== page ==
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Would you be happy for people to charge their car on your drive?

By Tom Gibson | December 7, 2021

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Increasing numbers of motorists want to transition to electric cars and greener, more economical driving. But would you give up your drive to make it happen?

Would you be happy for people to charge their car on your drive?

For those who own a property with a driveway, getting their own electric vehicle charger installed is relatively straightforward.

But what about drivers living in flats, terraces or rental properties where that isn't an option? According to the English Housing Survey 2016 this accounts for around 40% (14.5 million) motorists – who can feel 'locked out' of going electric because they don't have anywhere to charge an EV.

The amount of consideration shown to this section of the population is quite frankly, nil. There simply isn’t a decent and sustainable option for those with no off street parking to genuinely consider an electric vehicle.

Only last week, residents in Cardiff had a big debate about whether this X5 beached on a street in order to charge was acceptable or not – and we’d be interested to hear your thoughts below.

The Society of Motor Manufacturers and Traders (SMMT) says that the government must install 700 charging points a day if the UK is to reach its target of 2.5 million chargers by 2030 – but the rate is currently just 42 chargers.

However, during 2021 a new solution has been growing in influence and popularity – Community Charging.

Community Charging Explained

Community Charging enables 'Hosts', who have EV chargers on their driveways to share them with 'Chargees' - motorists who can't charge at home and would welcome the chance to access convenient, affordable charging on a neighbour's driveway. Co Charger is currently the only purpose-built Community Charging platform and the app handles all the 'matchmaking', bookings and payments.

There are currently around 39,000 electric vehicle charge points available in the UK and over 400,000 home chargers. By sharing even a fraction of them via Community Charging, electric vehicle uptake can be transformed.

More home electric vehicle charging points available than Tesla public chargers

Co Charger was launched in November 2020 and has grown 28% month-on-month during 2021. With more than 5,400 users and over 2,100 hosts it is now the fifth largest network in the UK, outnumbering Tesla which has 1958 chargers (1178 destination chargers and 780 superchargers) according to Zap-Map November 2021. It also has more chargers than other companies including Instavolt (643), Source London (1605) and ChargePlace Scotland (1908).

Community Charging might be the 'the new kid on the block' when it comes to charging but it provides a cost-free opportunity to build a comprehensive UK wide network of electric vehicle chargers and for households without driveways, it can be the next best option to having a charger of their own. It also provides significant benefits, such as being bookable, reliable and in many cases more affordable than the public charging network.

Potential advantages of community charging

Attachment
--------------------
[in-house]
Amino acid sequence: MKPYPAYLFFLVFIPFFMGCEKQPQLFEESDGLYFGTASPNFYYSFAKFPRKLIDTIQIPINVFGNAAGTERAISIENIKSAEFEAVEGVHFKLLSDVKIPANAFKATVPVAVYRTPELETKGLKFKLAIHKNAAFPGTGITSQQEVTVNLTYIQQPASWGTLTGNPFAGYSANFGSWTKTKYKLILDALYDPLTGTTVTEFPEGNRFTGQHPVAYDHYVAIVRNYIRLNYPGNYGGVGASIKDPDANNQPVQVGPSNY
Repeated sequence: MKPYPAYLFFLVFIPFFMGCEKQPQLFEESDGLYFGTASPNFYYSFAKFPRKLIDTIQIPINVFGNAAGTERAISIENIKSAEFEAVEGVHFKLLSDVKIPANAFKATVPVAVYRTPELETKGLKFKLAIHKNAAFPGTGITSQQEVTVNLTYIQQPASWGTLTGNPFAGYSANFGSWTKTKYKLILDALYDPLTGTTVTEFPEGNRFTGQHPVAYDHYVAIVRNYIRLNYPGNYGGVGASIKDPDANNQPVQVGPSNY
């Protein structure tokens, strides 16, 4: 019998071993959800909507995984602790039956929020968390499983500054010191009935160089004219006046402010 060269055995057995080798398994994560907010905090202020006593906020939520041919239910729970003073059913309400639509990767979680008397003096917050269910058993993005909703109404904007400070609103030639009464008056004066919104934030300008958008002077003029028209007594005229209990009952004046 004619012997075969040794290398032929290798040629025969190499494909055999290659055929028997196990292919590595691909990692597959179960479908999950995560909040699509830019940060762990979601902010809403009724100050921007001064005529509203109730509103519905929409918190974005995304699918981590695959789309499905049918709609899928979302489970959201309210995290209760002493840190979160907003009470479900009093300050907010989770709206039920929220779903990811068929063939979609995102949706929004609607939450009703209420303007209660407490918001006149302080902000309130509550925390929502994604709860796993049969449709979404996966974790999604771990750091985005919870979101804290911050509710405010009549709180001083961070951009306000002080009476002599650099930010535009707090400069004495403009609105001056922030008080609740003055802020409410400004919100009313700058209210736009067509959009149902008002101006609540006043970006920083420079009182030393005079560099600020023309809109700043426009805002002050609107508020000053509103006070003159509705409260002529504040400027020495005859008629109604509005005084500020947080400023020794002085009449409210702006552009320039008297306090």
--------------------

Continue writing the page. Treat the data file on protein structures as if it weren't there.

Unfortunately most public chargers aren't bookable. This means motorists either have to queue or drive around looking for suitable chargers – and return home after a fruitless journey if none are available. If they are lucky enough to find a vacant charger, it's essential that they pick up their car promptly when it has finished charging to enable other drivers to use the space. Some public chargers have 'overstay' fees, so that's another important reason to watch the clock!

Charging on a neighbour's driveway can be much easier. The Co Charger Host decides when they want to make their charger available for rent, and the Chargee books a slot that suits them. Some Hosts only offer daytime slots and need their Chargee to move their vehicle when they have finished charging. But if they have sufficient space, many Hosts allow the Chargee to leave their vehicle overnight and pick it up the next morning.

More affordable

Public chargers vary significantly in cost. Some chargers, such as those at supermarkets or leisure centres are free for customers, but mostly it's only possible to stay long enough for a top-up charge, rather than a full one. Different electric vehicle charging companies have different pricing structures – some charge a monthly subscription fee, then a charge per kWh, whilst others charge per kWh, or per minute.

Co Charger Hosts set the price for renting their charger with most setting the rate cheaper than local public charge points. Chargees see the price in the app and select a location and price to suit. The process and payment structure is deliberately very simple. At the end of each charging session the Chargee pays via a card pre-registered in the app and the Host receives that payment minus Co Charger's 12% fee. There is no other cost or commitment. Through this, Co Charger's ethos is delivered. Hosts help their neighbours go electric whilst making additional income which contributes to the initial investment in their charger and its installation. The outcome being more available electric vehicle chargers and cleaner, greener neighbourhoods.

Could it be the future? We certainly think it’s a promising idea and will be keeping tabs on it to see how it progresses.

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